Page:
• If grease or some other material from the food product becomes forced under the lid while processing, many times the lid will not give a good seal. This past summer I had 4 or 5 quart jars of ham & bean soup, from 2 different batches, that gave that kind of trouble. Grease had been forced between the lids and rim of the jars and prevented sealing. When I get food that doesn’t seal or pass the “lift test” I simply freeze it. It’s too much trouble and a waste of LP gas or wood to re-process it.
  • Canning jars that have not been kept hot enough before packing or suffer inadequate processing time will sometimes cause a lid failure. This is especially true when processing cold pack food.
  • Sometimes there is an unseen hairline crack in the jar or a nick on the rim. This is I believe what happened to the jar of green beans above.
  • Often the reason will remain unknown and it can be a guessing game.




Easy Way To Peel & Section Grapefruit or Oranges

Please join me in my kitchen while I share the fastest and the easiest way to peel whole grapefruit or oranges for either home canning or fruit salad. The secret is in the serrated knife.
It’s the only method that I use when canning or freezing a large amount of citrus.

A Garden Planner For Home Food Preservation

With a bad economy at hand and garden planning just around the corner I thought a chart might be helpful to some folks looking for concrete direction.
The estimates given below are for the vegetable production and preservation needs for a family of 4 for approximately 300 days.




In practice the amount of food listed will probably last much longer and should extend into the following year’s growing season.
My figures are based upon my own experience, old cook books and some USDA and agricultural extension service recommendations from the 1950′s through the 1970′s.
You will notice that some figures don’t seem to correlate exactly. That’s my personal experience and intuition kicking in.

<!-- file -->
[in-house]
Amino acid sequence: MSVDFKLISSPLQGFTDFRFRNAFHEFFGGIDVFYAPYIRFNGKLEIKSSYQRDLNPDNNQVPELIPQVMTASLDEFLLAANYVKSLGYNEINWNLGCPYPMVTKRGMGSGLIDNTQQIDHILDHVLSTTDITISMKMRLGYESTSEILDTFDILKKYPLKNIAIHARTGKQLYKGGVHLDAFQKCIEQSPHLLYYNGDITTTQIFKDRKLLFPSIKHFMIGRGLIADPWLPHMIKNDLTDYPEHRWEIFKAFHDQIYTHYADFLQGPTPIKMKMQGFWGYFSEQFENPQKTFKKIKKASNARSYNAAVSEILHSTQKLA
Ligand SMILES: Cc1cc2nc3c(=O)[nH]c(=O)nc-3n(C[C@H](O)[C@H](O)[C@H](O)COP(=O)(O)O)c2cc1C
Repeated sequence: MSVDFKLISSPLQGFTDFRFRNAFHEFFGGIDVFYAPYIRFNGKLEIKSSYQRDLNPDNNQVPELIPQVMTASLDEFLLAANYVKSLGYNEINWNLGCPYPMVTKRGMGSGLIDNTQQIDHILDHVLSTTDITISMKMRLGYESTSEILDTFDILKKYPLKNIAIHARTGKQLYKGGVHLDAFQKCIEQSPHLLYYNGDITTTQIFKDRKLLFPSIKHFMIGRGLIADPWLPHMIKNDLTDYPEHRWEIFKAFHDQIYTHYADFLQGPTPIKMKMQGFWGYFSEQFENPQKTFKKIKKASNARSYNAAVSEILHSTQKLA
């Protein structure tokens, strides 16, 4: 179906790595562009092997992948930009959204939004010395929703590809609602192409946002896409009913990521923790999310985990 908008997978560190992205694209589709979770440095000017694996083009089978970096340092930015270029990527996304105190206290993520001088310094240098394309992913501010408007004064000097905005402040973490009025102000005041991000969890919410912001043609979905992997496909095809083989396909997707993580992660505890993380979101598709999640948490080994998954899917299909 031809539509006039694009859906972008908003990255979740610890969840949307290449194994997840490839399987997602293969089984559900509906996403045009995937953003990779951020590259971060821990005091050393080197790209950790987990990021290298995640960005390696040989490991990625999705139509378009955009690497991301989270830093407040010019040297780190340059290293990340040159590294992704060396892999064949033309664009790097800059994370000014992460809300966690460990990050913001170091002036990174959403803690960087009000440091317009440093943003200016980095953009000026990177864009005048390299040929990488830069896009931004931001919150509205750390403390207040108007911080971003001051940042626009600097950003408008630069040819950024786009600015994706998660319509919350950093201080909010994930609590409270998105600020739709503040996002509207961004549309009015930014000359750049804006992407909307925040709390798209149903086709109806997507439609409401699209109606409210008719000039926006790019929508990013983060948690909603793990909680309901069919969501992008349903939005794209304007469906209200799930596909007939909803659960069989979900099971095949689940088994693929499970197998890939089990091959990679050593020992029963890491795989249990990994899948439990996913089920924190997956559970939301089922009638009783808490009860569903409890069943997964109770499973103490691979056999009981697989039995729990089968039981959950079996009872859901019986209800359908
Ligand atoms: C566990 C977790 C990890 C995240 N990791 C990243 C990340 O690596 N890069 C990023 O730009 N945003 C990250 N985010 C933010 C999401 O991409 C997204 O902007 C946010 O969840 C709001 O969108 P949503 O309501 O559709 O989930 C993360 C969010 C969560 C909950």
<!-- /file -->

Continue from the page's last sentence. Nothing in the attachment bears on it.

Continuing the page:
You may have to click on the table to make it large enough to read.

Garden Planner

A Garden Planner For Family Of 4

Quart and pint quantities are both listed for convenience. These quantities can be either frozen, home canned or dehydrated.
Please take into consideration that the needs of every family of 4 are not the same and that food needs are always changing.
Families with young children will not have the same requirements as families with growing teens.

In general terms a family of 4 will need approximately 600 – 725 quarts of vegetables for 300 – 365 days. This is based upon the assumption of 1/2 cup or 4 ounce serving size, with 4 servings per day. For home canning purposes and winter storage the rule of thumb is 80 quarts of fruits and vegetables per person. With 20 of those quarts being tomatoes. Again the amount will depend upon family habits and cooking preferences.
Amounts will also depend upon location. Families with a short growing season will need to store more than families with a long growing season.
It may seem like a lot of vegetables but it really isn’t. One large pot of homemade vegetable beef soup can use 4 – 5 quarts of vegetables alone. A large pot of chili can use 2 quarts of tomatoes.
White or Irish potatoes have also been included. This is based upon the premise that potatoes will be served 3 times a week. Some families will want more than that – some will want much less.
Cabbage has been included in the chart. The amounts listed are with freezing, sauerkraut and cold storage in mind. Tomatoes for tomato juice and tomato sauce have been included. I kept the tomatoes with the vegetables instead of fruits for simple convenience.